As you might imagine after reading Adam’s and Geoff’s essays in TidBITS-360, last week’s Macworld Expo buzzed with talk about Apple’s acquisition of NeXT Software. Many people attended the keynote, hoping to learn solid details about the new OS, codenamed Rhapsody, which Apple plans to create using NeXT technology. Although I left the three-hour keynote with a pad full of notes and my mind brimming with details, several days later I found that my analysis agreed with that of most others: the keynote didn’t tell us much that we didn’t already know.
The keynote did not fully address several of the more important questions surrounding Rhapsody. Although Gil Amelio emphasized the importance of backwards compatibility, it appears Rhapsody will only run on PowerPC Macs "sold by Apple and its licensees today." Apparently Apple is still figuring out what to do about older Power Macs and 68K Macs. Another big unknown may be resolved more favorably: Apple plans for today’s System 7.x applications to run in Rhapsody natively, not in some sort of emulation mode, though this capability may not be fully present in Rhapsody’s "premier" release. We can also expect Rhapsody to look and feel like a Macintosh, though with interface changes and enhancements.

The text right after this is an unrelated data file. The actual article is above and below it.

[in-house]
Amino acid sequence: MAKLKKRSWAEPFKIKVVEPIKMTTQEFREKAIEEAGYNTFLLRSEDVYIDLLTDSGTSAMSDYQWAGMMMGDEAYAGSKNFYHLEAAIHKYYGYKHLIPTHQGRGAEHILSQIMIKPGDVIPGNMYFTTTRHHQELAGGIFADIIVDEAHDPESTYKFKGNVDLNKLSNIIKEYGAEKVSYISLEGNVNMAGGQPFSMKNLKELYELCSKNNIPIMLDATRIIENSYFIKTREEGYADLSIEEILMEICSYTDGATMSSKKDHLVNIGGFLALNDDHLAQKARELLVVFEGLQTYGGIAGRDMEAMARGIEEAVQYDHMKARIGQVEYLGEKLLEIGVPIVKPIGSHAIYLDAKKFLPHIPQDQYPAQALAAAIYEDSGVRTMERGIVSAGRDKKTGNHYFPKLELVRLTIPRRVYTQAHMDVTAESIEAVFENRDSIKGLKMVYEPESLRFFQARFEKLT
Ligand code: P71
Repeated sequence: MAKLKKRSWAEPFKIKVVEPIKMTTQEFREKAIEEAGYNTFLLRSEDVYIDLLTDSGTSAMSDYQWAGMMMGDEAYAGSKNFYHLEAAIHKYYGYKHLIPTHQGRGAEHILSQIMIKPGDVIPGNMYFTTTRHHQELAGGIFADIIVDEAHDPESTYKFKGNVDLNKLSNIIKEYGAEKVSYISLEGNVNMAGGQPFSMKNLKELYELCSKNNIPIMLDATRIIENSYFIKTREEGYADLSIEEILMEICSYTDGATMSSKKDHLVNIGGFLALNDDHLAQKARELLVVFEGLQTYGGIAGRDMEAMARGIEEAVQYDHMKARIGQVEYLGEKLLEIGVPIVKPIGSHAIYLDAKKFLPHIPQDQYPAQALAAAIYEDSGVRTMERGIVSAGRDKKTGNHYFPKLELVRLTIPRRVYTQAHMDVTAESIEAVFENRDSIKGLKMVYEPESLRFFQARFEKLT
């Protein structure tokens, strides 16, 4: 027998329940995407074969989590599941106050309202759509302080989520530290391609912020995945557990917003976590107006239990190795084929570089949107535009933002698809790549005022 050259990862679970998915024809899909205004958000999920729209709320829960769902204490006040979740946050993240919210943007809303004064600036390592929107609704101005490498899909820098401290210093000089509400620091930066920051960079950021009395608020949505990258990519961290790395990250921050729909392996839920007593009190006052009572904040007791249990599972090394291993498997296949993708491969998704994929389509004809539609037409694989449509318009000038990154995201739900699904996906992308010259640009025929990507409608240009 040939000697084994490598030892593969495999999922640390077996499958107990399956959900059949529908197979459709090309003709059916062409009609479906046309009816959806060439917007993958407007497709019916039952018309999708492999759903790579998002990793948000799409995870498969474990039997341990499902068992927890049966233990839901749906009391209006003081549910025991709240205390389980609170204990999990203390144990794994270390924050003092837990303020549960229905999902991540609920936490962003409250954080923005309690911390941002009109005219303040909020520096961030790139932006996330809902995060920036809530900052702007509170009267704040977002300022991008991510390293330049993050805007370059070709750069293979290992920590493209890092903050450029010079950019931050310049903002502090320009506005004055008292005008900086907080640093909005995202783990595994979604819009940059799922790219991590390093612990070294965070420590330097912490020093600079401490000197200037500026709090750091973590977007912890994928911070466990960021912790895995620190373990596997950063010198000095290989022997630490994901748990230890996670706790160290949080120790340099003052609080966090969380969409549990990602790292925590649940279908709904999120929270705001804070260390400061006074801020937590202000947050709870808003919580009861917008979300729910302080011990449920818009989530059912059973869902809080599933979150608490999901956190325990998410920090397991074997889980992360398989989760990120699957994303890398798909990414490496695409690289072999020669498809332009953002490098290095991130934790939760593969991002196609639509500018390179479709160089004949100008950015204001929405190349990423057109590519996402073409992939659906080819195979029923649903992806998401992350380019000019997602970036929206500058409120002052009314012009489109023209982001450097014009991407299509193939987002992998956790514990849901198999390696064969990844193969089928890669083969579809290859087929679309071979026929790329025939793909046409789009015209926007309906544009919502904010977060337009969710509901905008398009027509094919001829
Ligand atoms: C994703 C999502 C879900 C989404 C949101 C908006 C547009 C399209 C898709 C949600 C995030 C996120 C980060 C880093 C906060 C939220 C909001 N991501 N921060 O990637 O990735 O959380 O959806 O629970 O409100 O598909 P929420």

Apple is sticking to its plan of releasing System 7.x updates every six months, though the keynote revealed few hard facts. Still, between the keynote and Apple’s Web site, I was able to piece together some additional specifics. I’d like to add the caveat that I always take announcements about future software releases with at least a grain (and sometimes a shaker) of salt.
Coming Soon to a Mac Near You — Apple plans to release Mac OS 7.6, codenamed Harmony, on 31-Jan-97. This release has a new installer and integrates a number of currently-existing components with a few new ones. A quick rundown of the highlights includes QuickTime 2.5, QuickDraw 3D 1.0.6 (PowerPC only), QuickDraw GX 1.1.5, LaserWriter 8.4.2, and a more sophisticated Extensions Manager. I’m looking forward to checking out the OpenDoc Essentials kit, which includes a number of OpenDoc parts. Mac OS 7.6 will run on most modern Macintoshes, but not on 68020- or 68000-based machines, nor on the SE/30, IIx, or IIcx. However, owners of 68K-based Macs have less incentive to upgrade due to the now-infamous CFM-68K bug (see TidBITS-356), which sidelines OpenDoc, Cyberdog, and LaserWriter 8.4 on 68K machines. Apple has not yet indicated when the CFM-68K problem might be fixed.